Climate change and health care: Myles Sergeant on how individuals and institutions can help

Sergeant, an assistant clinical professor known for his climate advocacy and initiatives, talks about the dangers of climate change, the power of individuals and the health care sector to drive sustainable change, and his hope to save our “frail planet.”

Unseasonably mild winters. Forest fires and smoke. More reports of catastrophic storms. We’ve experienced increasingly extreme weather changes in the past few years, and the intersection between environmental issues and health is a pressing concern.

Myles Sergeant is an assistant clinical professor in McMaster’s Department of Family Medicine who is deeply involved in efforts locally, provincially and nationally to reverse the effects of climate change.

Sergeant is the postgraduate medical education lead for sustainable health care at McMaster, the president of Trees for Hamilton, and the co-founder of PEACH Health Ontario, a provincial initiative to engage, encourage and empower those in the health sector to take climate action at their site. He is also the executive director of the Canadian Coalition for Green Health Care.

We spoke with Sergeant about the dangers of climate change, the power individuals and the health care sector have to make more sustainable choices, and why he hasn’t lost hope to save our “frail planet.”

How would you describe climate change and its harms?

Our weather patterns and temperatures are changing. This is happening primarily because of the process of burning of fossil fuels that we extract from the ground. A recent study showed that 80 per cent of our greenhouse gases are created by just 57 gas, oil, or coal companies across the globe.

This is harmful to human health for many reasons. We are seeing “desertification,” which is the fact that every year our deserts grow by the size of the country of Belgium. This impacts our liveable spaces and the ability to grow food.

We are losing vegetation through fires and temperature changes. We need carbon sinks, like forests, to cool the planet. The increased temperatures impact people with chronic health conditions and those who are vulnerable to heat because of age or poverty.

We are also seeing an increase in climate disasters. For example, Nova Scotia had three climate disasters in a six-month period last year. This impacts people’s housing, finances, and psychological well-being, which can contribute to climate grief.

Recent studies show the health-care sector is responsible for 4.6 per cent of Canada’s total greenhouse gas emissions. What are some of the changes the sector can make?

People are shocked by that number — if you think of all the cars and housing and industry in Canada, you wouldn’t expect health care is that much of a contributor. Health care has a bigger carbon footprint than the airline industry!

The studies are clear — the solutions need to come from within the supply chain. Our sector needs to focus not just on the cost or quality of a product; we need to push our suppliers to be transparent about their carbon footprint, enforce procuring from sustainable suppliers and also make changes to adopt a circular economy.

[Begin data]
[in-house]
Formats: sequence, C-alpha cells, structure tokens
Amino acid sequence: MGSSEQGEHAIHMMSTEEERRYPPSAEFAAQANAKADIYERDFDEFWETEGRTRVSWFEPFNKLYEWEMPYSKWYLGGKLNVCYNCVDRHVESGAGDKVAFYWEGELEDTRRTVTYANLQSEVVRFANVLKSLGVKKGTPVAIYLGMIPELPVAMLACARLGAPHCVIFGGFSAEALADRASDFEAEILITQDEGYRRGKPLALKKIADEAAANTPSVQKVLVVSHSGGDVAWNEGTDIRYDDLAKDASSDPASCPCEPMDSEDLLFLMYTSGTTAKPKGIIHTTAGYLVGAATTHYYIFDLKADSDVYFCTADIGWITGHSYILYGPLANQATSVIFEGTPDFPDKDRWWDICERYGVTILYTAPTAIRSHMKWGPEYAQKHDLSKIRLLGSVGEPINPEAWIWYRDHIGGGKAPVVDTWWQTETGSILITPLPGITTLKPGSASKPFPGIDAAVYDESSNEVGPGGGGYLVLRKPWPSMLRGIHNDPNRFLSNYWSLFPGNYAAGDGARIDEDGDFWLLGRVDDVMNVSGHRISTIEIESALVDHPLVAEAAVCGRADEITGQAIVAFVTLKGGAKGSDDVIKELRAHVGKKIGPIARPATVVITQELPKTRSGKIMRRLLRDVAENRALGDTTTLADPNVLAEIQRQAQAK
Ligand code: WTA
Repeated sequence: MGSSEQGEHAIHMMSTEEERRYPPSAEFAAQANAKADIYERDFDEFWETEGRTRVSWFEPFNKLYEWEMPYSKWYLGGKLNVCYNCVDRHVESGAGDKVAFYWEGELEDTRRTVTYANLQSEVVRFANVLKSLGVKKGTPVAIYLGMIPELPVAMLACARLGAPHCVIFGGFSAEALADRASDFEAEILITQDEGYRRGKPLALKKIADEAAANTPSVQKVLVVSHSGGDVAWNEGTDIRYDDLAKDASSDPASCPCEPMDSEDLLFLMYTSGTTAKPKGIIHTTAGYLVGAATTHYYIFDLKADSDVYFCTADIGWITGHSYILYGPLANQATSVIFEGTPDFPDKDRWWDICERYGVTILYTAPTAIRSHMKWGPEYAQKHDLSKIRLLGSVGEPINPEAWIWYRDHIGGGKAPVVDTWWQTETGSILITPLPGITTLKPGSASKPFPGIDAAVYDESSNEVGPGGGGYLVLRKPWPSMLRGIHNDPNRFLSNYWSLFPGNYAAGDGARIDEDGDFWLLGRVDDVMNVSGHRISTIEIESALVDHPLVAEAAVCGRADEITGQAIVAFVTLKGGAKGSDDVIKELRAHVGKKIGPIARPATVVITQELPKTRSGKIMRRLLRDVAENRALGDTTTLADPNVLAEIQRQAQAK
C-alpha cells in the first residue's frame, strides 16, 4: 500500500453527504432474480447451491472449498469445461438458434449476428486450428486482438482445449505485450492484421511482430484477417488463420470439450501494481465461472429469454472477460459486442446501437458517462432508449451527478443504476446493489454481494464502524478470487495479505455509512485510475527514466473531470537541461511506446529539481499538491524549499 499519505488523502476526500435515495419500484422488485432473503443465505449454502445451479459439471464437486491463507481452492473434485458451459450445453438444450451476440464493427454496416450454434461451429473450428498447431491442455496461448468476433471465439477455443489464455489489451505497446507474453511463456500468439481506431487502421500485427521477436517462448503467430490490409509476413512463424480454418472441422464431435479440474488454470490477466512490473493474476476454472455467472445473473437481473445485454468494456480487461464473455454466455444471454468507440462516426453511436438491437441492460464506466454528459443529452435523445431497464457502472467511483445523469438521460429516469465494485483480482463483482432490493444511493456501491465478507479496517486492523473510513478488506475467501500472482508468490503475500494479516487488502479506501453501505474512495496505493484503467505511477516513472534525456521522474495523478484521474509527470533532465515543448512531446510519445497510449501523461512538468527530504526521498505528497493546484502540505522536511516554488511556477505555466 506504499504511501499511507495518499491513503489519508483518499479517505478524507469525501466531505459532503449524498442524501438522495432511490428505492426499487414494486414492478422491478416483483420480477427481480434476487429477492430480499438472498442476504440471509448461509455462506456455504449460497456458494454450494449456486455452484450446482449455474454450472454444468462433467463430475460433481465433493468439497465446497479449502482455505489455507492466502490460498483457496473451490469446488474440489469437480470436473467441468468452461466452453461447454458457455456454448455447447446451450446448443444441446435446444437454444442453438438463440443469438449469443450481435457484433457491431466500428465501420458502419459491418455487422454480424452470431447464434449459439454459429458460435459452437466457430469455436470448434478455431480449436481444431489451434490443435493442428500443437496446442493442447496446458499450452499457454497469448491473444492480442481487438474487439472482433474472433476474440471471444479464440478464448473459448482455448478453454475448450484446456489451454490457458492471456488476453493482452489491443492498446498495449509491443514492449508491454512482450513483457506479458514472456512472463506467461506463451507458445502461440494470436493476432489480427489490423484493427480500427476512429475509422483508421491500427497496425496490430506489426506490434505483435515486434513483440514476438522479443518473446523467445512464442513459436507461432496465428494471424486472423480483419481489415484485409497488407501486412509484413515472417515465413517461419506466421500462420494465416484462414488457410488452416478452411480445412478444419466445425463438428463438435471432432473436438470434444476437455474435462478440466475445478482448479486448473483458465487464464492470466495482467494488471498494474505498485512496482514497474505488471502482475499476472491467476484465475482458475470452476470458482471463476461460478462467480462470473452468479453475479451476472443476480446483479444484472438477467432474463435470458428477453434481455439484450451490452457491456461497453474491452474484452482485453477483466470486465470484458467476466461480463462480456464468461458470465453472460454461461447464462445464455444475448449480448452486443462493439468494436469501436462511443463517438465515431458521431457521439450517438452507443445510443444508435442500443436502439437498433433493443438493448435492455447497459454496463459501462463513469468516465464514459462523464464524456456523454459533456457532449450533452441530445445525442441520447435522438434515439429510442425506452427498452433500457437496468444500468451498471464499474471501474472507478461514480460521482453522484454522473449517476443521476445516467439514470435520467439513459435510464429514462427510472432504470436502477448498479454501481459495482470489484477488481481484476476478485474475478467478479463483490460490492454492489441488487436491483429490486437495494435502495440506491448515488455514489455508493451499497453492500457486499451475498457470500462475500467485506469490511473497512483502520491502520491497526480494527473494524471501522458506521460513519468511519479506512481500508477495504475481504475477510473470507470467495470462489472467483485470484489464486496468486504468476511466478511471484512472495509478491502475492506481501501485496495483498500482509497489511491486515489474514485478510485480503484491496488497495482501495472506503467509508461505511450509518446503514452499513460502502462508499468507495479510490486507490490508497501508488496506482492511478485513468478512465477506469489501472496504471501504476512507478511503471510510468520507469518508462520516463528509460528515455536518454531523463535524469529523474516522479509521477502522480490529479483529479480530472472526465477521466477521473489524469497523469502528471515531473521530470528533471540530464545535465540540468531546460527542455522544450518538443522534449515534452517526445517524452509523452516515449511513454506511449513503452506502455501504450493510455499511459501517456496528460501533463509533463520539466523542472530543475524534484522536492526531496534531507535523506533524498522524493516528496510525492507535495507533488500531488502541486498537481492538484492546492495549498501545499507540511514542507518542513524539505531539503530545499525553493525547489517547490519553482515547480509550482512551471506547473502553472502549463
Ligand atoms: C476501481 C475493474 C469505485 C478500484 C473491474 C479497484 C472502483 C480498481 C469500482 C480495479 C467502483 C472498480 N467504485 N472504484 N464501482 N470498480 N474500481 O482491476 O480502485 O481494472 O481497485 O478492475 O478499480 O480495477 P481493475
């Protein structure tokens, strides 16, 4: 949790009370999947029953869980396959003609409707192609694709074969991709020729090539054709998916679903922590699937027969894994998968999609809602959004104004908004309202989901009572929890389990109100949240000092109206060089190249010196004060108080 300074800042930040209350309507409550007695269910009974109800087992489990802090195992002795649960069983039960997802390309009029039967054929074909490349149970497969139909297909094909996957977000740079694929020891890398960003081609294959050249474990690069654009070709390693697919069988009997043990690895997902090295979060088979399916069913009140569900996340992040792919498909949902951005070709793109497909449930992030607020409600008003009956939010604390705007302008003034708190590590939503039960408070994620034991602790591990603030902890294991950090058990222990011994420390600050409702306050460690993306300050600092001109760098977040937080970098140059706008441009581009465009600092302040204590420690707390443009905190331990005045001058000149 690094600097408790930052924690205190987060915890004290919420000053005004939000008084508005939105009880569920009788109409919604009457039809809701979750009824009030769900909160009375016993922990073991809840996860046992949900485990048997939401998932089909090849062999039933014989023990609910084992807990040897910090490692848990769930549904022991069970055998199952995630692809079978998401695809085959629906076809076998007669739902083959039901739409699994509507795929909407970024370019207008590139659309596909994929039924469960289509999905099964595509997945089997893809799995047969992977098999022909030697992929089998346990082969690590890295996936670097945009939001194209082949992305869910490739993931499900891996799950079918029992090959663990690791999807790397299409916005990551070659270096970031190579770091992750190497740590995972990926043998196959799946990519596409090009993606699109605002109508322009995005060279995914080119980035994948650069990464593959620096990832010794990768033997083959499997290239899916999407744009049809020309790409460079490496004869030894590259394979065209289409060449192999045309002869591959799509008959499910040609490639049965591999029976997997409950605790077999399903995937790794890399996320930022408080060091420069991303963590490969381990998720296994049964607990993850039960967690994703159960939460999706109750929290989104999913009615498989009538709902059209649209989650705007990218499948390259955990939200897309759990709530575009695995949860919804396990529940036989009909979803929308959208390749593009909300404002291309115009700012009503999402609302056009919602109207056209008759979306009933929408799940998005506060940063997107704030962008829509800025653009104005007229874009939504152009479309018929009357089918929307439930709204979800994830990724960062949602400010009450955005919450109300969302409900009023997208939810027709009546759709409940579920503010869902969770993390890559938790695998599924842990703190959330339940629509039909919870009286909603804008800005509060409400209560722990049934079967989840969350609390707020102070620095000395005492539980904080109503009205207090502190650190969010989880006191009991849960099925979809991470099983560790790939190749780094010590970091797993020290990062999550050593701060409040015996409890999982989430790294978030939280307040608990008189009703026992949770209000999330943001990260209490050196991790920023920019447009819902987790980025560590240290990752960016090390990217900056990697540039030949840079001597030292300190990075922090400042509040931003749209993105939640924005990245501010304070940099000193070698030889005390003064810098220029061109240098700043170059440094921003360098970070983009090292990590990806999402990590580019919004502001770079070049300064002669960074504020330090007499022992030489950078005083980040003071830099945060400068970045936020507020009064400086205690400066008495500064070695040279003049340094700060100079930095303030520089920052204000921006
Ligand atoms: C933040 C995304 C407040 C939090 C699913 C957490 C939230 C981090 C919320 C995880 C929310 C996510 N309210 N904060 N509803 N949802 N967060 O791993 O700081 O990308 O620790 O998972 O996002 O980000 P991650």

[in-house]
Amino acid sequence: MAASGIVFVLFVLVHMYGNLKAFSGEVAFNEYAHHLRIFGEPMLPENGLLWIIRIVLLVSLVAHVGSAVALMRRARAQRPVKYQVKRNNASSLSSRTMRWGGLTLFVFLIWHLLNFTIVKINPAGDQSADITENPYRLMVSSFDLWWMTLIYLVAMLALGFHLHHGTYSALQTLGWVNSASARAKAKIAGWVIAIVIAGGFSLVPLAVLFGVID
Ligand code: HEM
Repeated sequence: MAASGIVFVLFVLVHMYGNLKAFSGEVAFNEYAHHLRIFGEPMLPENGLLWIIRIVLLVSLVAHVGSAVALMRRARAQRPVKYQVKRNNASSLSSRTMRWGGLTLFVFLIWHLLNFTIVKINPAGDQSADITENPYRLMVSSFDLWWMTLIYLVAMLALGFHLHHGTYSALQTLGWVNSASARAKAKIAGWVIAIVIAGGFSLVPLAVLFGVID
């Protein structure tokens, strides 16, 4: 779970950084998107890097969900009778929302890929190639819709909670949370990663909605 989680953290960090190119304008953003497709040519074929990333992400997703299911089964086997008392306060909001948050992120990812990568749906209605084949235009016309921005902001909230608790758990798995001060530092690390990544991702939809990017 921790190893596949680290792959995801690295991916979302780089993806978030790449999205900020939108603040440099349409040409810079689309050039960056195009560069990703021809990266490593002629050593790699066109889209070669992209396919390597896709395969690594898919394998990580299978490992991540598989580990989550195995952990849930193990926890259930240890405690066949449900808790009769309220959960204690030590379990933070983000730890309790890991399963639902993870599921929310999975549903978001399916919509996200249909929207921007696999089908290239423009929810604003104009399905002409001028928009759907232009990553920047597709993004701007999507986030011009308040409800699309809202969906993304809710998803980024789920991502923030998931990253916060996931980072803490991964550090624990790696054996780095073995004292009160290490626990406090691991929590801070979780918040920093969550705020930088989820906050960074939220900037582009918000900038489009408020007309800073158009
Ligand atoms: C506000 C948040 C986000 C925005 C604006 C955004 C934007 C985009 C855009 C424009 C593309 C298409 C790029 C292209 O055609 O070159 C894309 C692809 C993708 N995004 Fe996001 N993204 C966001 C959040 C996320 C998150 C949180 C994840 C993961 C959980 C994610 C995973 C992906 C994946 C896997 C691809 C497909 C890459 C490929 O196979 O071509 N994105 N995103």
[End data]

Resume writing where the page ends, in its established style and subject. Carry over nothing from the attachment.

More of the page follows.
For years we’ve lived by a linear economy, or what is called the “cradle to grave” economy, where we dig something out of the ground to create it, likely in a distant part of the world, and we ship those materials to a manufacturer to produce the product, then ship it for packaging and after it’s used for a brief period of time, it’s shipped to a dump or incinerator.

In a hospital setting, a one-time-use plastic gown is an example of this process.

The circular economy involves purchasing washable, reusable gowns that are created once and used 80 times. Yes, there is a footprint to washing them, but it does not come close to the 80 gowns you saved. That is one of the changes that we’re making in our sector.

What are some changes we can make at an individual level to contribute to climate solutions?

First, it comes back to the supply chain. Each of us need to start supporting the circular economy, which means buying less and buying used. It means taking your shoes into a cobbler to have them resoled or taking your toaster to be repaired instead of replacing it.

Another important individual piece is to support companies wisely. The companies we buy from are often rated on their carbon, forest, and water footprints. You can find websites that rate these companies — you have power as a consumer to decide not just what you’re going to buy but who you’re going to buy from.

And lastly, there’s an opportunity to move toward plant-rich diets. A plant-rich diet can decrease the risk for diabetes and cardiovascular disease, but also has positive impacts for the environment, such as reducing greenhouse gas emissions. Food waste is also a big problem individually and in the health care sector — and something we should look to address.

It’s easy to feel helpless about climate change. What’s your message to those who feel climate doom and that the solutions are coming too little too late?

There is no question that damage is being done, but I remain optimistic.

I think of it this way: I work with older patients and some of them come to the hospital, and they may not look like they have long to live. But when they get great nursing care, get on the right treatments, they can go back home, and people will live much longer than expected.

I think about the planet the same way: We have this frail planet that we haven’t taken care of, but if we do a 180, who knows what’s possible?

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